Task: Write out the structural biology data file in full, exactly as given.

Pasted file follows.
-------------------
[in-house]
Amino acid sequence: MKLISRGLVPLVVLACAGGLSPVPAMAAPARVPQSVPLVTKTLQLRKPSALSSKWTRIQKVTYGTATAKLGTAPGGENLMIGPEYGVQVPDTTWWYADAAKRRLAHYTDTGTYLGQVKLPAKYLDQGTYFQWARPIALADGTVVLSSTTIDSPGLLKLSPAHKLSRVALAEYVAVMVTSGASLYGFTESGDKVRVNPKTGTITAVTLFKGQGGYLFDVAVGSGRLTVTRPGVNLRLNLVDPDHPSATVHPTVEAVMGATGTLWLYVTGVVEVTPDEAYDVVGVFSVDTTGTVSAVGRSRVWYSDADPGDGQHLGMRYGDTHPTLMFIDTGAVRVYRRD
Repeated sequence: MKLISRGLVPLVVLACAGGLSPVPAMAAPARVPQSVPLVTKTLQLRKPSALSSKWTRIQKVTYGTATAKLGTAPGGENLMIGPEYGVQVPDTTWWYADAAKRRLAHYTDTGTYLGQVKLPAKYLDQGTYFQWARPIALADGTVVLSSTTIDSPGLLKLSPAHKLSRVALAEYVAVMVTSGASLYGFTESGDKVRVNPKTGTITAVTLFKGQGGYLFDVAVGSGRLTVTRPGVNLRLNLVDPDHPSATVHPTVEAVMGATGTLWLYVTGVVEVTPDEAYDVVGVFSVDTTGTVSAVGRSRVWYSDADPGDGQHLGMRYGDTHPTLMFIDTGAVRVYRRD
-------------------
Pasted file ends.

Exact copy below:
[in-house]
Amino acid sequence: MKLISRGLVPLVVLACAGGLSPVPAMAAPARVPQSVPLVTKTLQLRKPSALSSKWTRIQKVTYGTATAKLGTAPGGENLMIGPEYGVQVPDTTWWYADAAKRRLAHYTDTGTYLGQVKLPAKYLDQGTYFQWARPIALADGTVVLSSTTIDSPGLLKLSPAHKLSRVALAEYVAVMVTSGASLYGFTESGDKVRVNPKTGTITAVTLFKGQGGYLFDVAVGSGRLTVTRPGVNLRLNLVDPDHPSATVHPTVEAVMGATGTLWLYVTGVVEVTPDEAYDVVGVFSVDTTGTVSAVGRSRVWYSDADPGDGQHLGMRYGDTHPTLMFIDTGAVRVYRRD
Repeated sequence: MKLISRGLVPLVVLACAGGLSPVPAMAAPARVPQSVPLVTKTLQLRKPSALSSKWTRIQKVTYGTATAKLGTAPGGENLMIGPEYGVQVPDTTWWYADAAKRRLAHYTDTGTYLGQVKLPAKYLDQGTYFQWARPIALADGTVVLSSTTIDSPGLLKLSPAHKLSRVALAEYVAVMVTSGASLYGFTESGDKVRVNPKTGTITAVTLFKGQGGYLFDVAVGSGRLTVTRPGVNLRLNLVDPDHPSATVHPTVEAVMGATGTLWLYVTGVVEVTPDEAYDVVGVFSVDTTGTVSAVGRSRVWYSDADPGDGQHLGMRYGDTHPTLMFIDTGAVRVYRRD